I can’t guarantee that The Paddy Wagon food truck will be up and running when you read this, because neither can its owners.

“We’re going to go until we can’t,” read a response sent over Instagram, after pushing for a more specific end date to its season.

The truck, which started serving up “authentic Irish & British chipper food” this spring, will continue showing up at breweries, distilleries and public places “as late (into the winter as the vehicle) can handle,” an initial Instagram message said.

Normally, that might dissuade us from writing about the business here, but these days, that’s no less certainty than most restaurants can give, as many continue to suddenly and sporadically close or change hours because of COVID cases and the ongoing labor shortage.

The Paddy Wagon is owned by David McGuirk, who is from Dublin, and Luke Benning, whose father is from London. Working together in Portland-area restaurants, the two often lamented the city’s lack of good fish and chips before finally deciding to do something about it.

And just as they claim to know the secret to “proper fish and chips,” they insist the truck’s name in this context isn’t derogatory toward Irish-Americans, despite theories about its origin that say otherwise.

Large haddock and chips from The Paddy Wagon.

While that’s a complicated topic, their signature dish gave me little doubt about their culinary capabilities. As for its authenticity, I’m not as sure. My only basis for comparison is a greasy, late-night spot that was located between Temple Bar and the flat I shared during a study-abroad year in Dublin, and even in the light of day, The Paddy Wagon was way better.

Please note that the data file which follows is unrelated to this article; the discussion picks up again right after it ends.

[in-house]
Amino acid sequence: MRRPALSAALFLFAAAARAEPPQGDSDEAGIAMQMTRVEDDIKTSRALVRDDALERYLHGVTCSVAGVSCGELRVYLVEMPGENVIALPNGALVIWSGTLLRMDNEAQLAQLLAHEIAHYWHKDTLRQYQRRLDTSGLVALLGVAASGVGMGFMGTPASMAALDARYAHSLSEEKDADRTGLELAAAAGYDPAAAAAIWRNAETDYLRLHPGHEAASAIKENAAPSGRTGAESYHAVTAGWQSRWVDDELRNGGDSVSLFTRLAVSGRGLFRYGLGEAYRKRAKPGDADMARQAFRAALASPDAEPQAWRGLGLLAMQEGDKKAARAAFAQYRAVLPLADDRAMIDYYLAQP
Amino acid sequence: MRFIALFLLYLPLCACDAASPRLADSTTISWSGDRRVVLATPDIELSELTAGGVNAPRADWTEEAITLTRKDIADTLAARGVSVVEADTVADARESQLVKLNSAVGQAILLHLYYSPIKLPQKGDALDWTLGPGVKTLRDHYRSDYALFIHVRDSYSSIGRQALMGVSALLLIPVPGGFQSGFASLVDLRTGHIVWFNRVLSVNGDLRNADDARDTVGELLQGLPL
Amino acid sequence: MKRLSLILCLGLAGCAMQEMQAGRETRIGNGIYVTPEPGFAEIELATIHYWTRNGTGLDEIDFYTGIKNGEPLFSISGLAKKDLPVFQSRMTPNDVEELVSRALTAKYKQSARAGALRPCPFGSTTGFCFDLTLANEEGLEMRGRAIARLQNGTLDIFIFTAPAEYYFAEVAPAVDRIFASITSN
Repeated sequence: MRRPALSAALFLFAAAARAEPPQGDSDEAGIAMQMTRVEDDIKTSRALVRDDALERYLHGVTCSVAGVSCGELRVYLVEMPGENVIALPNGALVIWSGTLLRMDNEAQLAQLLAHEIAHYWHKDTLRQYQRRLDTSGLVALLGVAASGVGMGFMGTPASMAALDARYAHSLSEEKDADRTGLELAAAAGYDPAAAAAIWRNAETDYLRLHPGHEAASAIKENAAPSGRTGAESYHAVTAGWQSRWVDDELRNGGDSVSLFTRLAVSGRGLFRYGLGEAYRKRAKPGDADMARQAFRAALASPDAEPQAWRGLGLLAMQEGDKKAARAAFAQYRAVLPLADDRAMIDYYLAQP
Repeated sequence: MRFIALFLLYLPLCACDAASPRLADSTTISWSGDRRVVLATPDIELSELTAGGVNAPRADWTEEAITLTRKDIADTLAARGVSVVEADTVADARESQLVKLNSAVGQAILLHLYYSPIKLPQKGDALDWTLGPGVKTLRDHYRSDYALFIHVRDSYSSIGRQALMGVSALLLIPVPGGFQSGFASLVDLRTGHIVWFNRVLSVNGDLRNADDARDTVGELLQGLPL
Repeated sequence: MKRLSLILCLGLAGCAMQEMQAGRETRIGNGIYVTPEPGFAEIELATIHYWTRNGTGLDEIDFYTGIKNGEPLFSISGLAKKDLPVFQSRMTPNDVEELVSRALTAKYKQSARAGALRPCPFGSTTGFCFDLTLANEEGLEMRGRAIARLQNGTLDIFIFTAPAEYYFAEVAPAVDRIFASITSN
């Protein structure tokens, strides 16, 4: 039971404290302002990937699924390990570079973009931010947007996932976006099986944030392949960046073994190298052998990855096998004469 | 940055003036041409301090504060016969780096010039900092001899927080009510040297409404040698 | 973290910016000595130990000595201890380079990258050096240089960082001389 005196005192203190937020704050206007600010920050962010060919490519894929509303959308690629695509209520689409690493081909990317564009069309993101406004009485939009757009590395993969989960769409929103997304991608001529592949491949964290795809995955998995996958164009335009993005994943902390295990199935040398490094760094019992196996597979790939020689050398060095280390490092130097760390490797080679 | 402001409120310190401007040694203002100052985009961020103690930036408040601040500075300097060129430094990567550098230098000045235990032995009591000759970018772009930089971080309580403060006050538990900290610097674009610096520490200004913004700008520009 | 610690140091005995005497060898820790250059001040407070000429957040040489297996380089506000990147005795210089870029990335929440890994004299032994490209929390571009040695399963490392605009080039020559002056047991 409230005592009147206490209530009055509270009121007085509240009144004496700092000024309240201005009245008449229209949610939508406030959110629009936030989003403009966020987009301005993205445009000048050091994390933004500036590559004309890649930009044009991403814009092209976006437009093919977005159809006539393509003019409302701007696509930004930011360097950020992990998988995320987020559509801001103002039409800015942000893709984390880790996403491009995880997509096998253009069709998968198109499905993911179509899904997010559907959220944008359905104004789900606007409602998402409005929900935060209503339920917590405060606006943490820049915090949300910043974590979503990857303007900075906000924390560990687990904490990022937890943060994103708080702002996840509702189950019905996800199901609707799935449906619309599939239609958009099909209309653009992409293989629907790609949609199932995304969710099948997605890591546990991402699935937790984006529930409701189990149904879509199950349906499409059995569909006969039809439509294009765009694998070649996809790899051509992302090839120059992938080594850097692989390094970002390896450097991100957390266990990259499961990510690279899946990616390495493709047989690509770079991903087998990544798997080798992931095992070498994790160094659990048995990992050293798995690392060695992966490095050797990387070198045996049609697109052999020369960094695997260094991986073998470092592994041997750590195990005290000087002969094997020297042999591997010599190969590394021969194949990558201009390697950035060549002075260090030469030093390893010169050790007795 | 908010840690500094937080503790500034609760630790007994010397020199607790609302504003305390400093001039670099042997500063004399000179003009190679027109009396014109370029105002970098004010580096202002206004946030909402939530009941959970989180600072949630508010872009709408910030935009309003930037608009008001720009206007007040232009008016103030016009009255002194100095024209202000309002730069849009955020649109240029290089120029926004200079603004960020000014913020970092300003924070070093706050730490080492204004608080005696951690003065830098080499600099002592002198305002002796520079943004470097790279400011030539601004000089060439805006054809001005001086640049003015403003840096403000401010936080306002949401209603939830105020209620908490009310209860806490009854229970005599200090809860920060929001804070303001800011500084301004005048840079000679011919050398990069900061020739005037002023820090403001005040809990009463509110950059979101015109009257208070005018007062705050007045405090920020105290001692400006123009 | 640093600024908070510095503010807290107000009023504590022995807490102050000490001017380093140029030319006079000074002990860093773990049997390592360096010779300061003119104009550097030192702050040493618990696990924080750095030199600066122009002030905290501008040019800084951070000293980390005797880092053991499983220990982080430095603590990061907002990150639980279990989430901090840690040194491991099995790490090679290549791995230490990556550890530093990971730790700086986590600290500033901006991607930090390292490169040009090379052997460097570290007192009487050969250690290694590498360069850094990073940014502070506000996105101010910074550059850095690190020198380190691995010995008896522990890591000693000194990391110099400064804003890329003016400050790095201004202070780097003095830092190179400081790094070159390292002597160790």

I’d wanted to try the truck’s offerings all summer but had only come across it on the Eastern Prom, and fried food never felt like the right match for lounging on the grassy hill. But when I found it parked outside Lucky Pigeon Brewing in Biddeford, it was a no-brainer.

The gluten-free brewery has found a perfect partner in The Paddy Wagon, which has been showing up there on Saturdays in recent weeks. Almost all its menu items are gluten-free to begin with, and for others – like malt vinegar and sandwich buns – it has gluten-free options.

I don’t have any particular dietary restrictions, but I was with someone who does, and while he got to indulge in things that normally might make him feel less than great, I couldn’t tell the difference. We shared the large haddock and chips ($18) and agreed that the fries were among the best we’d had – thick-cut but not at all soggy. Despite the dark color of its coating, the fried fish was not greasy but crisp, and the haddock inside was exceptionally moist.

Other menu items include Battered Sausage ($11), Curry Chips ($8) and the Chip Butty ($6), a sandwich consisting of french fries, an egg and curry aioli. I regretted not getting the Fish’wich ($11), because I found that the batter separated from the fish easily, making it hard to get a bite of it all together on my fork. I look forward to letting the bun handle that part next time, whether it’s this winter or next spring.


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